It is said that there is no greater joy than saving a soul. Many people may be granted the opportunity to save someone’s soul at some point in the course of their life. This has become increasingly possible through virtual community interactions and initiatives and through social media platforms. One example is Facebook’s blood donation feature which allows interested users to get notified and respond to the needs of blood banks.
The current number of users who have already signed up to become donors through Facebook is estimated to be over 35 million people. The feature is said to be performing well in Brazil and India; two of the first countries where the feature was launched, a survey estimated that 20% of blood donors in blood banks were influenced by Facebook.
How Facebook’s Feature Helps Blood Banks
Shortage of Blood Donation is common in many countries with the continuing demand for blood donors. Facebook has seen the need to create such a feature, as many blood banks and people turn to Facebook when they are in need of blood donors. Facebook hopes to increase the number of blood donors, by facilitating connections with blood donors and those in need of donations. “Our mission is to connect people, and this is at its heart a connection problem” (Sheryl Sandberg, chief operating officer of Facebook)
How the Feature Works
Users must first sign up to be blood donors from the “About” section of their Facebook profile. After getting permission from users, Facebook will thereby notify nearby donors with eligible blood types of blood donation demands upon requests. Donors can then respond to those events and requests and donate blood. Users could also use the tool to inspire their Facebook friends to donate too.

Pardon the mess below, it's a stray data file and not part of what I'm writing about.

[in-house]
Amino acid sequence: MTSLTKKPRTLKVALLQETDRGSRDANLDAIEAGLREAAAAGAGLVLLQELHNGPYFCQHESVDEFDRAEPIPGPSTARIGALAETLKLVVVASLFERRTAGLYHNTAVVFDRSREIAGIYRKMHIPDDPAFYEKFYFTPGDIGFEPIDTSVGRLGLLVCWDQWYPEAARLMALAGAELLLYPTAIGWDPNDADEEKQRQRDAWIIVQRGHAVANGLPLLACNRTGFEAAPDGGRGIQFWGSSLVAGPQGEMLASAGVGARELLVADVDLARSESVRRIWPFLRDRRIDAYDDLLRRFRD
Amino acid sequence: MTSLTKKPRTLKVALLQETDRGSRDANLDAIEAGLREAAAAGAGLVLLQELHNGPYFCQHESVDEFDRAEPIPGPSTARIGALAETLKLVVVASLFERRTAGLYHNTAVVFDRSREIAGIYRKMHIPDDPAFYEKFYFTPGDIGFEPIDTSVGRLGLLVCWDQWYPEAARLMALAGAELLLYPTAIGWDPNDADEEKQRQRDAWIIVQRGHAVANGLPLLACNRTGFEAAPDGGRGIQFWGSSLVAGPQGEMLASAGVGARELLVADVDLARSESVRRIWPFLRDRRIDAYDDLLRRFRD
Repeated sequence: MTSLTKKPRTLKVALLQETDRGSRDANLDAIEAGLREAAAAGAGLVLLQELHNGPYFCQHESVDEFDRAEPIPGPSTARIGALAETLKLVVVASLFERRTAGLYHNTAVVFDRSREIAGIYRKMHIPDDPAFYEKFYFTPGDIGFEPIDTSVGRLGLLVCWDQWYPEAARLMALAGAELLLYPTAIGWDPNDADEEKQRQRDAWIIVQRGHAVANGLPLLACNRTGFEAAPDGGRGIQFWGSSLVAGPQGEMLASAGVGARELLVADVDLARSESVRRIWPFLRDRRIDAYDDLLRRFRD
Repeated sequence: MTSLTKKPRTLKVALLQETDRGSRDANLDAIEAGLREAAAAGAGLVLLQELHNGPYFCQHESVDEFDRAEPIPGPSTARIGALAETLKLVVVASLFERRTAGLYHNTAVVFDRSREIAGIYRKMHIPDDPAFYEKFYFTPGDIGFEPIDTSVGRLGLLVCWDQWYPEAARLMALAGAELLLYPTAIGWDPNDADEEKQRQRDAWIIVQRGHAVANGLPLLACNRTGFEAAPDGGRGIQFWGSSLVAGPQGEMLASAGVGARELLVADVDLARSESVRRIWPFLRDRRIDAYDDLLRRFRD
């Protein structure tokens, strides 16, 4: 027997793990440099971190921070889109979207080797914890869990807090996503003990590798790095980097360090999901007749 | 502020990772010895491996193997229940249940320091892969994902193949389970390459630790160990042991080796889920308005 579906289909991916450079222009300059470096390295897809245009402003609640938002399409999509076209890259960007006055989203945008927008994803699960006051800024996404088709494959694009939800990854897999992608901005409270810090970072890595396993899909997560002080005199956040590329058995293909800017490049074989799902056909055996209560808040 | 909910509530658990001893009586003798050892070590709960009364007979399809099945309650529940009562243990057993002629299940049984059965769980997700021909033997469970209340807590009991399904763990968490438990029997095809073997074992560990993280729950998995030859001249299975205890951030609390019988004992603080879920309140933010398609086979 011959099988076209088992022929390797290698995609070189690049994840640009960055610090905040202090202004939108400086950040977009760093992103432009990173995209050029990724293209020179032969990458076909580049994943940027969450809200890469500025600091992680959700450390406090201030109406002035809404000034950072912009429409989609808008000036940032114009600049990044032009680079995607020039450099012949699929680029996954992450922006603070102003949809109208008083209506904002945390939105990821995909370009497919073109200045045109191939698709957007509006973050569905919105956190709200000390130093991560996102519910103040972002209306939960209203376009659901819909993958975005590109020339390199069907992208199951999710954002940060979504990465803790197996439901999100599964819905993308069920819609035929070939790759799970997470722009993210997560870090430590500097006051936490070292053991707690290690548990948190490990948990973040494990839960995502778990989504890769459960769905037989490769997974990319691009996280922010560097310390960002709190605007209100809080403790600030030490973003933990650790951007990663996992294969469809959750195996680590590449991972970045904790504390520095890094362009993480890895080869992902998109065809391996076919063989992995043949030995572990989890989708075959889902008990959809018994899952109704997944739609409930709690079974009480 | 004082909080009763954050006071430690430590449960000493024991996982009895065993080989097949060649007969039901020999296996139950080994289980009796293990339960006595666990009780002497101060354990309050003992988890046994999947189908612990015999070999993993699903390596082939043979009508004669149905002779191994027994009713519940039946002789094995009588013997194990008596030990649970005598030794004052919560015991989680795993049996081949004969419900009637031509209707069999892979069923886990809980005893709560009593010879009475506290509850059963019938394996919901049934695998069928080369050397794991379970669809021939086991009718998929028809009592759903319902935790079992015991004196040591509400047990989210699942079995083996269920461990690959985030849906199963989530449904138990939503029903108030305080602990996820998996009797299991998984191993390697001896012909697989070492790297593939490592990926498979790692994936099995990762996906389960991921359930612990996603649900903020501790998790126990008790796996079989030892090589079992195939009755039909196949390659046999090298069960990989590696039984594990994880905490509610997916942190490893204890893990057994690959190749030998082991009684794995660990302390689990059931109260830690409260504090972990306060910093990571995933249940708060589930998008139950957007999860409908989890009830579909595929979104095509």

The feature is available to individuals in urgent need for blood donations in some countries. The feature could also create a sustainable supply of blood in some countries where the demand for blood donations is high.
Expansion of the Program
The program was launched in 2017 and made available in four countries: Bangladesh, Brazil, India, and Pakistan. After its success in those countries, the feature has been available in the United States since June 12, 2019. The platform is partnering with leading blood donation organisations across the U.S. The new launch in the United States is just ahead of World Blood Donor Day, founded by the World Health Organisation and held on June 14.
According to the American Red Cross, a person in the United States needs blood every two seconds. Yet, only 3 % of the public donates, and the number of people willing to give blood for the first time is decreasing. Historically organizations seeking blood donors used to organize blood donation campaigns in institutions like companies and schools, however, this is no longer a priority, as more and more people are working from home, leading them to engage less with such campaigns as Cliff Numark, senior vice president of blood services at the American Red Cross, says.
Donating blood has become more than a civic duty as it used to be in previous times. People now, and especially young donors, are concerned more with the impact their donation has on patients, and demand to know the purpose their blood is going to be used for. Facebook facilitates this as it highlights the personal stories of people by making it possible for them to share their experiences of donations. “When people see real names and real faces, they are more likely to jump in and support each other,” says Sandberg.
Numark says that the main reason for people not donating blood is not being asked to do so. He adds that” it’s possible Facebook could help to double the number of potential blood donors in the U.S”. This is made possible by revealing the need for blood donations and center for people interested in donating.
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